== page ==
Síle Ní Choincheanainn, a Ph.D. candidate studying modern Irish prose, reflects on how this event will leave its mark on young Irish people:

“I feel that the children in 5th and 6th class (10 to 12 year olds) will have had the best experience and knowledge of the celebration. From the days I spent in some schools, it seemed as if the children now realise the severity of colonisation and the sacrifice of the men and women of Ireland. The centenary was also a perfect platform to explore the importance of the Irish language and where and when it was used. For example, it was a requirement in entering the Irish Republican Brotherhood. The language was one of the most powerful weapons as they could communicate without the British understanding.”

Gary Sweeney, a student from the Republic, describes the experience of these celebrations living in Northern Ireland:

“The atmosphere in the North was not really any different to the rest of the year, but it could be sensed that the mood was apprehensive given past disturbances. Before living here, I did not expect the current state of sectarian disturbances to still be so apparent in Northern Ireland, as it seems that it is unreported in the Republic. This has surprised me. However, I have not noticed many differences between the people of the North and South, but many similarities such as the support for Irish success, be it in sport or business. The younger generation here seems to be passionate about building a better Ireland for all, as are the generation of the Republic.”

I cannot help but wonder how this special commemoration will influence the culture of younger Irish generations and future Irish travellers who will embark on their exploration around the world. Will they show their pride in being Irish in a different way to previous generations? Will they seem “prouder”?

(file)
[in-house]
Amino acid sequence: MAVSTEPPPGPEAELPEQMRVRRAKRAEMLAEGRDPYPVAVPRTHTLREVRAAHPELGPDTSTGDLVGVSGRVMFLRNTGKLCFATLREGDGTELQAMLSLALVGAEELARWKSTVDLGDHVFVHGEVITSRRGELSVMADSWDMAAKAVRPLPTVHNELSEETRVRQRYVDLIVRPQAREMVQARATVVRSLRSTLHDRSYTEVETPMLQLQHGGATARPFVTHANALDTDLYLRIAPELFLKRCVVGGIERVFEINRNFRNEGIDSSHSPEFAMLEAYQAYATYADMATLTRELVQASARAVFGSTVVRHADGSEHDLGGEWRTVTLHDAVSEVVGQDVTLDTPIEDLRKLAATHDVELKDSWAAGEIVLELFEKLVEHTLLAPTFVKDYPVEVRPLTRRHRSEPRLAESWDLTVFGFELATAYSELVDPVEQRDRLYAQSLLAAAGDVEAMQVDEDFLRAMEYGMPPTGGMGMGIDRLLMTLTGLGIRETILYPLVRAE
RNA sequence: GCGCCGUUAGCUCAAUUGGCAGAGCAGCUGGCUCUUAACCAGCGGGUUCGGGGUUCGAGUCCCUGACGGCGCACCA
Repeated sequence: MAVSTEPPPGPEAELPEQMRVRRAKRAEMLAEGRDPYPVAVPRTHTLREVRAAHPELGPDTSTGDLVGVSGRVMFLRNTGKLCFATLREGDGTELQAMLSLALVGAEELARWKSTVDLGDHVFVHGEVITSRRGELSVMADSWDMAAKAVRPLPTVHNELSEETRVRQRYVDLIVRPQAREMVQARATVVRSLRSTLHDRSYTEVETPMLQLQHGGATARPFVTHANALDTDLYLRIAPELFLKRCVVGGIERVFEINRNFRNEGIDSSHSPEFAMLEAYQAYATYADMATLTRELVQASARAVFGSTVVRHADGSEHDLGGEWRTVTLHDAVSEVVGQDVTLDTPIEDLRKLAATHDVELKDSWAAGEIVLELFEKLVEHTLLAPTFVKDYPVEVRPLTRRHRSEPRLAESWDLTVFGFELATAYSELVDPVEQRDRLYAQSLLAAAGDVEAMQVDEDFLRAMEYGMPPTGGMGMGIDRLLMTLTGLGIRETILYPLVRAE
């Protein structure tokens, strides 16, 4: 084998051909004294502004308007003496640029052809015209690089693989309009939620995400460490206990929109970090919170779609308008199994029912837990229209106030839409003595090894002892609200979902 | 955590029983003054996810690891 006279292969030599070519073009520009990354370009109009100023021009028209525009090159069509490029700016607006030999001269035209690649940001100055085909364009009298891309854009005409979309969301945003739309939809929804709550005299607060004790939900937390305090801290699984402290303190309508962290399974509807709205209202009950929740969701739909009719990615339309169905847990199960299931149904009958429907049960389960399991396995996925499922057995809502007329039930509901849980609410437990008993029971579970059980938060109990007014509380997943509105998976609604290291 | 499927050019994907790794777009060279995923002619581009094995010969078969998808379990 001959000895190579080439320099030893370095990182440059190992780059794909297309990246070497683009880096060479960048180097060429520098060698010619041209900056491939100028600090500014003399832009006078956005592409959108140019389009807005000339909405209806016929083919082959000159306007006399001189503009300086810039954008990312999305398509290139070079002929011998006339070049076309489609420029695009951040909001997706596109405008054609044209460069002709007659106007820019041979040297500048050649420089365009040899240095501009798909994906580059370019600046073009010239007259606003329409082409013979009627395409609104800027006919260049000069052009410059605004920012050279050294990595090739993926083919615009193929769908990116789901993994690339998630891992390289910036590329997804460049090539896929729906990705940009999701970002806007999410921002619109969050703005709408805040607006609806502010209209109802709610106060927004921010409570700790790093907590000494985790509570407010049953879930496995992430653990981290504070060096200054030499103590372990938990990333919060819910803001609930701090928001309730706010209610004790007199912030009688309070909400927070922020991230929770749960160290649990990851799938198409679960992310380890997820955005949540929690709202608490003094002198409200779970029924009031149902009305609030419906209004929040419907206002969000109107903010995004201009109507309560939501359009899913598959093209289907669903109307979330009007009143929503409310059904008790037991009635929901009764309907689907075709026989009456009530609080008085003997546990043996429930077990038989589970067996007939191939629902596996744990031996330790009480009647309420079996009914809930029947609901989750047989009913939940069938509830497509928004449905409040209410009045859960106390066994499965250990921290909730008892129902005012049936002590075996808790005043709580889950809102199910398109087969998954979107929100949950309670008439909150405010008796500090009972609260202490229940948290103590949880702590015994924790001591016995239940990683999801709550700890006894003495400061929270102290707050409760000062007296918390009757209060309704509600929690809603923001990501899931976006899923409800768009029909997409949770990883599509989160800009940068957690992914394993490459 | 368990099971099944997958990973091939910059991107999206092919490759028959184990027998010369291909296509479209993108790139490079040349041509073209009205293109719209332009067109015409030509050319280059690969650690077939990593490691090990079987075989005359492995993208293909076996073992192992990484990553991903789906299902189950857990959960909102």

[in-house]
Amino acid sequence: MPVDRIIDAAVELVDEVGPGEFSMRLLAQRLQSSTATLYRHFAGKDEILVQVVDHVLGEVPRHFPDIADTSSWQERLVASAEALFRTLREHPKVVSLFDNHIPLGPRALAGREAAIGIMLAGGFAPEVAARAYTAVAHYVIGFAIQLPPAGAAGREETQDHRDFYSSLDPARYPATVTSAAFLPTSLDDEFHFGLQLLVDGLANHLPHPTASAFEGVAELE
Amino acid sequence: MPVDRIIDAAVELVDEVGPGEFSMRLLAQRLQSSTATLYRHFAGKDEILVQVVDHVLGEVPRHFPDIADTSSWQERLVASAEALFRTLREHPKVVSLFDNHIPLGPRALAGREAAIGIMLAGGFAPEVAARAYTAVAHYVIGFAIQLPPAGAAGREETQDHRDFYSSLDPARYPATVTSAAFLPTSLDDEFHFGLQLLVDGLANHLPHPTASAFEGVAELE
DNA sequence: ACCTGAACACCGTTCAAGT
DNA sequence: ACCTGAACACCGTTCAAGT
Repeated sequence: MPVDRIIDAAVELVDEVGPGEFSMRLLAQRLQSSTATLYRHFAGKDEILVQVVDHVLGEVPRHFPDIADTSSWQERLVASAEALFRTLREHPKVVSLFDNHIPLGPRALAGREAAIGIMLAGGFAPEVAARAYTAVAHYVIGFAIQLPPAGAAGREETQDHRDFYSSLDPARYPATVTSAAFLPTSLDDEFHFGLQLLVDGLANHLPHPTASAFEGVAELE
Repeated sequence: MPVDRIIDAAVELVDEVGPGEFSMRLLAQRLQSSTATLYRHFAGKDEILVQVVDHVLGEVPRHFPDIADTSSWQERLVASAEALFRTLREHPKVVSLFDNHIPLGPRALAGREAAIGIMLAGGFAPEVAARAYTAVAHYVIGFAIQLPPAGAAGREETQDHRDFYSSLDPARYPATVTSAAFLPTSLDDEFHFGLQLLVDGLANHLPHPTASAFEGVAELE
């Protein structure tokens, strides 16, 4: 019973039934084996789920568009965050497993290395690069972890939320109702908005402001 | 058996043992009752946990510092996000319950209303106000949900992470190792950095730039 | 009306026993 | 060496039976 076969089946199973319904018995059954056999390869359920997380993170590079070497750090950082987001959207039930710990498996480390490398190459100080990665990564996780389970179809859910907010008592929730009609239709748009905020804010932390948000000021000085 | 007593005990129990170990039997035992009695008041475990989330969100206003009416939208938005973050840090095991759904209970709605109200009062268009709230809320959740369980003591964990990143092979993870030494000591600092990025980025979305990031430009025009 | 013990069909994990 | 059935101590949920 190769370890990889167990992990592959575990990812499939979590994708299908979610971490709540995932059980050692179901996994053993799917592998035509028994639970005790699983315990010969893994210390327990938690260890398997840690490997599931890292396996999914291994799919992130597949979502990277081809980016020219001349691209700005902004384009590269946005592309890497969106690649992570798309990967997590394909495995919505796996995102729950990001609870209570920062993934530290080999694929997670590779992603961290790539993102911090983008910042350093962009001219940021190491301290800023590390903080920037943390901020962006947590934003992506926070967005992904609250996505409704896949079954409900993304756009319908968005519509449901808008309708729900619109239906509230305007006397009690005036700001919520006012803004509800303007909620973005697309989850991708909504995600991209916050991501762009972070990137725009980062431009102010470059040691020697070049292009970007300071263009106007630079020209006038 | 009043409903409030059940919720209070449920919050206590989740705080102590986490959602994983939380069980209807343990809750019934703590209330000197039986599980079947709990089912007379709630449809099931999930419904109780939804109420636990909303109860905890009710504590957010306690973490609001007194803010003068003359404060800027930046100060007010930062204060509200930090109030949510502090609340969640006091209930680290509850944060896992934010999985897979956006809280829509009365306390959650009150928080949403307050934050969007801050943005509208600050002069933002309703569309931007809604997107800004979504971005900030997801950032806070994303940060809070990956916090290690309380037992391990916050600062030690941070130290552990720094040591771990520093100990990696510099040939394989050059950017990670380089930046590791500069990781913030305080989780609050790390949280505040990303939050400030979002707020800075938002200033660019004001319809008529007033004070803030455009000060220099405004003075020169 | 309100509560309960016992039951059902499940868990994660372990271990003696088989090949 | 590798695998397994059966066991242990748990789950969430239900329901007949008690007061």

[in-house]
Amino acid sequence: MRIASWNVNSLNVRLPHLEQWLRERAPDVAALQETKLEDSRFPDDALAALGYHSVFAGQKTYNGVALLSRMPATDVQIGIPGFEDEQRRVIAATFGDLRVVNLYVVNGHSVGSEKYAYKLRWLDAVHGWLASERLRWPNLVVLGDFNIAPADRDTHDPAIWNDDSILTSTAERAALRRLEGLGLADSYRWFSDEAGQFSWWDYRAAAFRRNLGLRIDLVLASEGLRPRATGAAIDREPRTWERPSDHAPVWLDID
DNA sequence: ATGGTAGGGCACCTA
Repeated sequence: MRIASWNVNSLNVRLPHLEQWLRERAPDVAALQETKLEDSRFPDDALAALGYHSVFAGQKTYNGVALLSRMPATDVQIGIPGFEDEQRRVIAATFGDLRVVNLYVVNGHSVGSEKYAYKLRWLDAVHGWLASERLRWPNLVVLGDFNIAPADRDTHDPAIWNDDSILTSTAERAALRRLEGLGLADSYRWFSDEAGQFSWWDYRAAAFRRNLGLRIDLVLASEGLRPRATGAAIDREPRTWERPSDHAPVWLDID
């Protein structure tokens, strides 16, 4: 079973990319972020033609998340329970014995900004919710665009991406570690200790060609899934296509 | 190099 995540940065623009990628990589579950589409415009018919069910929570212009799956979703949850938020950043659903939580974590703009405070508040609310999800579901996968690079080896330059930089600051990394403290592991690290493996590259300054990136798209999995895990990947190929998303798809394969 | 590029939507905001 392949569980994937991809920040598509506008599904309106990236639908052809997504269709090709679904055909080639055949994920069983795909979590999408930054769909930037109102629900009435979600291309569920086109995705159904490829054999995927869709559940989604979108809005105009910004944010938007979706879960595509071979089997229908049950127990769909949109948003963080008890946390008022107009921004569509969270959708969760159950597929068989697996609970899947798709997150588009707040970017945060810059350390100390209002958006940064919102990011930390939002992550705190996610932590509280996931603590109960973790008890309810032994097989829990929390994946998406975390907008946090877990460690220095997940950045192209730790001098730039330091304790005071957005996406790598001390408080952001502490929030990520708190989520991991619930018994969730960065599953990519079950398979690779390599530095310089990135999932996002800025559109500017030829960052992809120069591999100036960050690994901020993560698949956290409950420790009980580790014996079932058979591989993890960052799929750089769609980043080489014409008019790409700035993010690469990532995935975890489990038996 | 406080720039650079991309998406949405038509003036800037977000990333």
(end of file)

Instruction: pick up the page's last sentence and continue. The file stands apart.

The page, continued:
In Ireland today, we work hard, actively participate in our unique sports and arts, and more than often, take the privileged opportunity we have to discover the world around us. We are also a nation of rapid progress, the first country in the world to vote in favour of gay marriage last year and the first country to exit the EU Financial Bailout Programme following the recession in 2013. We complain a lot—the weather, the government, the health system—but we are a country that values humility above many things.

Martin Luther King once said “We are not the makers of history. We are made by history”. Every single Irish person, at times without realising it, has been shaped by the events of our past, particularly in the years preceding and following 1916. Although I am guilty of romanticising my country when living abroad and being prouder than the Irish norm, I genuinely hope that our people continue to develop our island as a strong country, a welcoming country, a resistant country—a country that I can continue being grateful for when away.